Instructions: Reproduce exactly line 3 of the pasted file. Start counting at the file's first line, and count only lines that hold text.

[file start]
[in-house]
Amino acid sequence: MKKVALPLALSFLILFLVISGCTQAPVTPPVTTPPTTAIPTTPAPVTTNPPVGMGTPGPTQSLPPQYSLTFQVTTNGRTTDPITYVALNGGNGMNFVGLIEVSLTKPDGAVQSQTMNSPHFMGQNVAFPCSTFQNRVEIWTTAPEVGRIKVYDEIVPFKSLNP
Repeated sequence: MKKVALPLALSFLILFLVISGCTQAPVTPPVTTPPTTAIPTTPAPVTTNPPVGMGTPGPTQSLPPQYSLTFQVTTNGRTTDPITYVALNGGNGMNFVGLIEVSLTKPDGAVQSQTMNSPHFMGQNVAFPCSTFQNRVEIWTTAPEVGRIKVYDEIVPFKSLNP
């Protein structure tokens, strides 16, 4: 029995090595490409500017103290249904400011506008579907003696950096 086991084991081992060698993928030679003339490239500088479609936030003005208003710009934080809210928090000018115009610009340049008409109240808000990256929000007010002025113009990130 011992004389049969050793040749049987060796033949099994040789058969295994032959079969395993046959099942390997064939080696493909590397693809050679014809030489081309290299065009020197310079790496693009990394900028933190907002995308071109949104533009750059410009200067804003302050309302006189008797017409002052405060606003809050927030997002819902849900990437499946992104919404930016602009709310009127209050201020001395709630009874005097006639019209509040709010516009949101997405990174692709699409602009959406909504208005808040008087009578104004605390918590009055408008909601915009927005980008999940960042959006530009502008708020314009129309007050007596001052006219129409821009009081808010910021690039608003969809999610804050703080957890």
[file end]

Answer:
Repeated sequence: MKKVALPLALSFLILFLVISGCTQAPVTPPVTTPPTTAIPTTPAPVTTNPPVGMGTPGPTQSLPPQYSLTFQVTTNGRTTDPITYVALNGGNGMNFVGLIEVSLTKPDGAVQSQTMNSPHFMGQNVAFPCSTFQNRVEIWTTAPEVGRIKVYDEIVPFKSLNP